767 P.2d 1284
No. 62,207Supreme Court of Kansas
Opinion filed January 20, 1989.
SYLLABUS BY THE COURT
1. JUDGMENTS — Summary Judgment — When Proper. Summary judgment is proper where the only questions presented are questions of law.
2. TORTS — Governmental Immunity for Negligent Enforcement of a Law — “Due Care” Provision of Federal Law Not Applicable to Kansas Statute. The legislature intentionally omitted the “due care” provision found in 28 U.S.C. § 2680(a) (1982) when it enacted K.S.A. 1987 Supp. 75-6104(c).
3. STATUTES — Construction — Legislative Intent. Where the language of a statute is plain and unambiguous, this court’s responsibility is to give effect to the intent of the legislature as expressed, and not to rearrange the legislature’s work to express what the court thinks the law should or should not be.
4. CITIES AND MUNICIPALITIES — Governmental Immunity Applies to Negligent Enforcement of City Ordinance. A city is immune from liability, pursuant to K.S.A. 1987 Supp. 75-6104(c), when it is negligent in enforcing an ordinance.
Appeal from Shawnee district court; JAMES M. MACNISH, judge. Opinion filed January 20, 1989. Affirmed.
Alan V. Johnson, of Sloan, Listrom, Eisenbarth, Sloan
Glassman, of Topeka, argued the cause, and W. Thomas Stratton
and Martha A. Peterson, of the same firm, were on the briefs for the appellant.
J. Steven Pigg, of Fisher, Patterson, Sayler Smith, of Topeka, argued the cause and was on the brief for the appellee City of Topeka.
The opinion of the court was delivered by
The plaintiff, Dorothy Barber, brought this action for damages against Sylvia and Laura Williams. Plaintiff later amended her petition, naming the City of Topeka as an additional defendant. Judgment has been entered for plaintiff and against Sylvia and Laura Williams. That judgment is final, and neither Sylvia nor Laura are parties to this appeal. Plaintiff claims that her damages were caused by the City’s negligence in licensing a fortunetelling business operated by the Williamses. The trial court entered summary judgment on plaintiff’s claims against the City of Topeka, and she appeals.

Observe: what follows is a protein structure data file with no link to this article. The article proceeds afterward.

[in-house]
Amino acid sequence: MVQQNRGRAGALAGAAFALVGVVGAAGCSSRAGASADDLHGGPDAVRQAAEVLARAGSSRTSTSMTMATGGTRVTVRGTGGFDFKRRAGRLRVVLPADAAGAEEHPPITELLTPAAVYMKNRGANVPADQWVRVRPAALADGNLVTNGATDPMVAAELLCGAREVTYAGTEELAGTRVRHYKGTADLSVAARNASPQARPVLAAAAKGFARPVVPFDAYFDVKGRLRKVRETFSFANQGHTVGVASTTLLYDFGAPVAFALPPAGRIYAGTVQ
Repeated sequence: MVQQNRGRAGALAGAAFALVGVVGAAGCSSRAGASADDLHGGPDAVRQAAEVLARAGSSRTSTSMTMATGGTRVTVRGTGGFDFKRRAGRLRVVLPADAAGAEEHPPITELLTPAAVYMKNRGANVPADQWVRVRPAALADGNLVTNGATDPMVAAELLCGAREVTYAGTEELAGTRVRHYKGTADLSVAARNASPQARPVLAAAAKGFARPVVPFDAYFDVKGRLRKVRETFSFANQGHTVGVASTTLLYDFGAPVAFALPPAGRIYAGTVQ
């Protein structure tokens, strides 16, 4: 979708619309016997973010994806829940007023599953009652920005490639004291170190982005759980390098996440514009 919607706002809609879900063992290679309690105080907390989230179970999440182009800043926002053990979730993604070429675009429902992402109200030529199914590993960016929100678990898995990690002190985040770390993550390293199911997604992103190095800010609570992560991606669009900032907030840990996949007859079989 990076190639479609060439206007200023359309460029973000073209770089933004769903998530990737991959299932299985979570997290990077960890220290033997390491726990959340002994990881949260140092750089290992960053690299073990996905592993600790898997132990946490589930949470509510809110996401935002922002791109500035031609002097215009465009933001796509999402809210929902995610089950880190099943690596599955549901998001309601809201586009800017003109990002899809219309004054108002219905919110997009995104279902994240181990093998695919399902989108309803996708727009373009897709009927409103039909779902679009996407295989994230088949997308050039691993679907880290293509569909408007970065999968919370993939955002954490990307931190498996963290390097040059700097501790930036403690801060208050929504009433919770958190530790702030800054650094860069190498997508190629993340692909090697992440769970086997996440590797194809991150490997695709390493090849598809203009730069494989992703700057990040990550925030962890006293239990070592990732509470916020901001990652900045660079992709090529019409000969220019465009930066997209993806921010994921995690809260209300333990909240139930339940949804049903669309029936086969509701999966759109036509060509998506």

It will be helpful to first state some of the rules relating to summary judgment. In Meyers v. Grubaugh, 242 Kan. 716, 717-18, 750 P.2d 1031 (1988), we said:
“Summary judgment is proper if no genuine issue of fact remains, giving the benefit of all inferences which may be drawn from the admitted facts to the party against whom judgment is sought. A trial court, in ruling on motions for summary judgment, is required to search the record and determine whether issues of material fact exist. When summary judgment is challenged on appeal, an appellate court must read the record in the light most favorable to the party who defended against the motion for summary judgment. Hunt v. Dresie, 241 Kan. 647, 652-53, 740 P.2d 1046
Summary judgment is useful and particularly appropriate when the facts are not disputed. As we noted in Farmers State Bank Trust Co. of Hays v. City of Yates Center, 229 Kan. 330, Syl. ¶ 7, 624 P.2d 971 (1981): “Summary judgment is proper where the only question or questions presented are questions of law.”
See Professional Lens Plan, Inc. v. Polaris Leasing Corp., 238 Kan. 384, 390, 710 P.2d 1297 (1985).
The facts are not disputed. In late 1983, Sylvia Williams applied to the City of Topeka for a fortunetelling license. She submitted three letters of recommendation with her application. Detective Stevens of the Topeka Police Department was assigned the task of conducting a background check on Sylvia Williams. He ran record checks with several law enforcement agencies, including the Lawrence, Kansas, Police Department, but found no police record of anyone by that name. Detective Stevens eventually submitted a report recommending approval of Sylvia Williams’ application, and the City issued a license to her. During the ensuing year, Detective Stevens learned that Laura Williams was participating in the business with her daughter Sylvia. He planned to oppose the renewal of Sylvia’s license, but the license was renewed without his knowledge or recommendation.
Laura Williams, mother of Sylvia Williams, had operated a palm reading and astrology business in Lawrence. After complaints were filed against her, she returned money to the complainants and the charges were apparently dismissed. When Laura moved with her family to Topeka, the Lawrence police notified the Shawnee County Sheriff’s Office and the Kansas Bureau of Investigation. Officer Crady of the Shawnee County Sheriff’s Office received the information about Laura Williams. He also learned from an FBI rap sheet that Laura had pled guilty to felony theft in Duluth, Minnesota, and that she had paid